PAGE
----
Last month New York City passed a bill to ban businesses from rejecting cash. On February 13 a similar resolution will be heard in Washington, D.C.

Excluding people from paying with cash means “essentially discriminating against people who are low-income, people who are homeless, also undocumented,” she said.

Getting a credit or debit card often requires a form of ID, a utility or another bill, money to deposit and a financial history. Mitchell said that in Washington, D.C., nearly a third of residents rely on cash every day because they don’t have a card or even a bank account.

Check It Out: More Cities, States Say No to Cashless Businesses

5 Comments Add a comment

  1. jrguk

    It’s very common in the Netherlands, and it is increasingly happening here in the UK, ostensibly because of staff safety.

    No cash on premises means the staff are not at risk of a robbery for cash, and the business does not have to securely store and then transport takings to a bank.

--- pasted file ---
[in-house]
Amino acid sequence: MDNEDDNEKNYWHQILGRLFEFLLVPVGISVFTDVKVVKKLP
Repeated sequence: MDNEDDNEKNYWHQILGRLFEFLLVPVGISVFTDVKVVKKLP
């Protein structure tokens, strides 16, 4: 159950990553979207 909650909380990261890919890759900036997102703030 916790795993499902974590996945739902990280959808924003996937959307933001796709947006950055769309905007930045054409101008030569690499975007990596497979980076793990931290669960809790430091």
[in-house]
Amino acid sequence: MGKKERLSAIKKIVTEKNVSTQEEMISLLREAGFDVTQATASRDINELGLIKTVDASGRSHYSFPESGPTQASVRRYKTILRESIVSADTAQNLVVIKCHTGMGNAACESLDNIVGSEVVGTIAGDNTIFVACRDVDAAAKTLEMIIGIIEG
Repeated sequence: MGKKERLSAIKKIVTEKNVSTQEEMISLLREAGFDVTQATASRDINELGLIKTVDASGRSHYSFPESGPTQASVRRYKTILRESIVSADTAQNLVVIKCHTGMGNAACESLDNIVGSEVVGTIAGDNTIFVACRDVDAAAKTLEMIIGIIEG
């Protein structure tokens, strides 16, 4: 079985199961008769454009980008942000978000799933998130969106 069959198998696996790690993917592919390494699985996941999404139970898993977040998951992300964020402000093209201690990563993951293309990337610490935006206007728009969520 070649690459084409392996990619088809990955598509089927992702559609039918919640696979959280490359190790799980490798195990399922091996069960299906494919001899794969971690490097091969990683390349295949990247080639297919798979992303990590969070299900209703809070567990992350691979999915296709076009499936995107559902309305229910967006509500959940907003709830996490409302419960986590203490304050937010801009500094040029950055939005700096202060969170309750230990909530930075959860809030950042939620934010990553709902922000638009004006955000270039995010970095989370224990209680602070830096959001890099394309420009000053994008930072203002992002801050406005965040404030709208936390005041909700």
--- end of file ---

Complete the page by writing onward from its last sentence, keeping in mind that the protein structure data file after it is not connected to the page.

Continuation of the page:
That’s not to say every business has to do this. They’re free to make a choice as to what works for them.

    Cost wise, cash is not free to bank for a business here in the UK. There are fees to deposit cash, and fees for obtaining cash “floats”. Alongside that, bank branches are disappearing from our high streets because they’re just not being used by customers as much, any more.

    Recognising these systemic changes, the UK government has been attempting to ensure that everyone can get a bank account rather than trying to dictate what makes sense for any given business. It’s an interesting contrast to how it seems to be being handled in the USA.

    • Andrew Orr

      That was my thought as well. It wouldn’t shut out low income people if everyone was guaranteed a bank account.

  2. quakerotis

    Good. Cashless stores discriminate against the poor.

    I’ve had enough. This is the United States and all of its citizens deserve to be treated equally by the economy.

    don’t kid yourself; the people behind this tech aren’t interested in security. They are interested in maximizing their profits through continuous “productivity enhancements”.

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